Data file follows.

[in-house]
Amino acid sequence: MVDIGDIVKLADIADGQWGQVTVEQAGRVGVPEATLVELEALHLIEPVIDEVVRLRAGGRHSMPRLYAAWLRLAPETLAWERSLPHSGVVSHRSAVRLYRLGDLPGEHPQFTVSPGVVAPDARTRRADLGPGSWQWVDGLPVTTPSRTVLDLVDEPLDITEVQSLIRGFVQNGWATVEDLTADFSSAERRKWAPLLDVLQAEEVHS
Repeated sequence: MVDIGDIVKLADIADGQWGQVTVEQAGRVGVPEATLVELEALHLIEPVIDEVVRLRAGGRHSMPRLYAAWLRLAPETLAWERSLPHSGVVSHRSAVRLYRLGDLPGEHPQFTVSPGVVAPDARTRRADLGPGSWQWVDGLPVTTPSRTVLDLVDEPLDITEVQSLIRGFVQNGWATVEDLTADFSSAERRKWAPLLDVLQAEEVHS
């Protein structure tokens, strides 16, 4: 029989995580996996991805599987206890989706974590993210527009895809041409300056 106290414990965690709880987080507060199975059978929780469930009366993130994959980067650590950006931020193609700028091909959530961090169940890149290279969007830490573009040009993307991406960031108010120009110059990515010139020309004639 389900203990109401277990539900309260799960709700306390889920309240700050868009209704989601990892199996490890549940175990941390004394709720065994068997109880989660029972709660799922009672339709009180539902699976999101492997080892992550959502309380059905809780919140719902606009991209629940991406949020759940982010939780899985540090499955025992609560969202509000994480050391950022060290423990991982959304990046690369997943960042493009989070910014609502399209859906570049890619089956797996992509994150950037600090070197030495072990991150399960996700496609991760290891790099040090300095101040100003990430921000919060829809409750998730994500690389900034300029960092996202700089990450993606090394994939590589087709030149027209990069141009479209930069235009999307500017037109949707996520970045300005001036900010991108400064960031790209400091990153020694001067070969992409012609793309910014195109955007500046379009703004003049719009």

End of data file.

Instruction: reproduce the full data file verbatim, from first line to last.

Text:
[in-house]
Amino acid sequence: MVDIGDIVKLADIADGQWGQVTVEQAGRVGVPEATLVELEALHLIEPVIDEVVRLRAGGRHSMPRLYAAWLRLAPETLAWERSLPHSGVVSHRSAVRLYRLGDLPGEHPQFTVSPGVVAPDARTRRADLGPGSWQWVDGLPVTTPSRTVLDLVDEPLDITEVQSLIRGFVQNGWATVEDLTADFSSAERRKWAPLLDVLQAEEVHS
Repeated sequence: MVDIGDIVKLADIADGQWGQVTVEQAGRVGVPEATLVELEALHLIEPVIDEVVRLRAGGRHSMPRLYAAWLRLAPETLAWERSLPHSGVVSHRSAVRLYRLGDLPGEHPQFTVSPGVVAPDARTRRADLGPGSWQWVDGLPVTTPSRTVLDLVDEPLDITEVQSLIRGFVQNGWATVEDLTADFSSAERRKWAPLLDVLQAEEVHS
């Protein structure tokens, strides 16, 4: 029989995580996996991805599987206890989706974590993210527009895809041409300056 106290414990965690709880987080507060199975059978929780469930009366993130994959980067650590950006931020193609700028091909959530961090169940890149290279969007830490573009040009993307991406960031108010120009110059990515010139020309004639 389900203990109401277990539900309260799960709700306390889920309240700050868009209704989601990892199996490890549940175990941390004394709720065994068997109880989660029972709660799922009672339709009180539902699976999101492997080892992550959502309380059905809780919140719902606009991209629940991406949020759940982010939780899985540090499955025992609560969202509000994480050391950022060290423990991982959304990046690369997943960042493009989070910014609502399209859906570049890619089956797996992509994150950037600090070197030495072990991150399960996700496609991760290891790099040090300095101040100003990430921000919060829809409750998730994500690389900034300029960092996202700089990450993606090394994939590589087709030149027209990069141009479209930069235009999307500017037109949707996520970045300005001036900010991108400064960031790209400091990153020694001067070969992409012609793309910014195109955007500046379009703004003049719009």